OST Research


Evidence of Impact of Partnerships to Bolster Impacts of the Protective Factors
February 2023

Evidence of Impact of Partnerships to Bolster Impacts of the Protective Factors

A new brief entitled Evidence of Impact of Partnerships to Bolster Impacts of Protective Factors (By Heather Williams, of the California AfterSchool Network and Ken Anthony, Ed.D., Associate Executive Director at the Connecticut After School Network) explores how protective factors identified through resilience research play a crucial role in positive child and youth development, mitigating negative experiences.

Partnerships are essential for supporting whole child recovery. Afterschool programs, acting as community hubs, can unite stakeholders to foster resilience and reduce the impact of trauma on children and youth. Emphasizing protective factors and positive youth development can support children’s social and emotional skills post-pandemic.

This blog post from Afterschool Alliance explores the brief further, also sharing a logic model helps unpack some of the potential impacts and implications community-wide partnerships can have on the success of children and youth.


Promoting Protective Factors in California’s Afterschool Programs
June 2021

Students and Teacher in a high school theater class

This report was created by WestEd and commissioned by the California AfterSchool Network.

The report, drawing on data from the California Healthy Kids Survey (CHKS), examines the extent to which afterschool programs* may help foster more protective factors among its participants compared to their peers who were not program participants. 

Below are some excerpts from the report that outline the Protective Factors Framework and key findings.


America After 3PM Survey Reports More Parents Enrolling Kids in Summer Programs

A recent research report from America After 3 PM reveals that there is growing interest expressed by parents in enrolling their children into summer learning programs, with 51% of surveyed families indicating that they want their children to participate in a summer program. Furthermore, the percentage of families reporting at least one child enrolled in a summer learning program has significantly risen from 25% to 33% in the past four years. These trends are consistent with an increasing number of parents supporting public funding for these summer programs.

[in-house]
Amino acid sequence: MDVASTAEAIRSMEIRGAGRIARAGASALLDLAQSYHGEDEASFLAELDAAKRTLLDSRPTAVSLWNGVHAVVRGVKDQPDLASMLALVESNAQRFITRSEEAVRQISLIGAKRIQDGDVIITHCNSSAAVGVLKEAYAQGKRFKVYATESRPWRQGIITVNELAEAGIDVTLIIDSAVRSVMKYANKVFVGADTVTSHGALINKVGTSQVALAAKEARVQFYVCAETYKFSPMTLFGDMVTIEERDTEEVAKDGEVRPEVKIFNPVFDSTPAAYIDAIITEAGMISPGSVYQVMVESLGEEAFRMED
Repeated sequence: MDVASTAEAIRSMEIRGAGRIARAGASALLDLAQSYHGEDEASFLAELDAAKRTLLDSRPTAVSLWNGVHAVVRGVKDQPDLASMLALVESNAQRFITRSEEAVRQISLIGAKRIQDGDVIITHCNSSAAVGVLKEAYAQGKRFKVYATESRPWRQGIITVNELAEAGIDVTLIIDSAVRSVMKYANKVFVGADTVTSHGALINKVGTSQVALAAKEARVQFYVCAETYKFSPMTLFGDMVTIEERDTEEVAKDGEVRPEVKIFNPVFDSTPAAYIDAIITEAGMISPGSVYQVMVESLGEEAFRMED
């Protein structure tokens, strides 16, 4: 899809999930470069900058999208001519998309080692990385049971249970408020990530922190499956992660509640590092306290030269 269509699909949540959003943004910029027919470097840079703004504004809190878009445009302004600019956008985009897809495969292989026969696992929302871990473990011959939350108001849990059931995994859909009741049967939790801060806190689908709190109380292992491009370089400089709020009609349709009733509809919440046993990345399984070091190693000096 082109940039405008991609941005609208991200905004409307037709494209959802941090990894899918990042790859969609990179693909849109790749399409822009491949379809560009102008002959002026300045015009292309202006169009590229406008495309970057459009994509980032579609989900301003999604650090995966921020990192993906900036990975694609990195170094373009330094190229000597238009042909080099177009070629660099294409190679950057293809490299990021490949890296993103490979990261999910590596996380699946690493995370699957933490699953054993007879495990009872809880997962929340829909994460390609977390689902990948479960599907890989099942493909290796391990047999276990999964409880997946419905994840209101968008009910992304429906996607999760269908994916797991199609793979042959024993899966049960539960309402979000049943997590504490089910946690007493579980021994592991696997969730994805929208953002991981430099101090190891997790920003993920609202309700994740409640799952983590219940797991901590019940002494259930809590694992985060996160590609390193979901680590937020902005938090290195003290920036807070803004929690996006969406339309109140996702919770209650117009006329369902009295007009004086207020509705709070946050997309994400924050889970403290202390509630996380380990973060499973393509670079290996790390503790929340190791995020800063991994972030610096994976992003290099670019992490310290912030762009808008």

California Afterschool Advocacy Brief

The California Afterschool Advocacy Alliance (CA3) has recently released a brief which supports the funding of afterschool programs through the use of the Local Control Funding Formula (LCFF). The brief argues that using LCFF dollars would expand programs to a wider range of schools across California, therefore increasing the reach to students, and enhance program quality.
With evidence from California-specific research, the brief outlines three primary reasons why the LCFF funds should be used towards afterschool programs:


Putting Summer to Work: Summer Matters Report

The Summer Matters Campaign has released three reports that emphasize the positive impact that high-quality summer learning programs can have on students and teachers across six communities in California. Using data collected from previous summer programs and intensive research, the reports provide guidelines for facilitators on how to support students’ growth and further staff professional development.


NAEP Report

As announced by the release of the 2013 National Assessment for Educational Progress Report on November 7, students in California continue to trail behind other states in the subjects of reading and math. While there has been demonstrated progress, fourth graders were ranked 47th in both areas, while eighth graders ranked 45th in math and 42nd in reading.

To access the complete results, click here.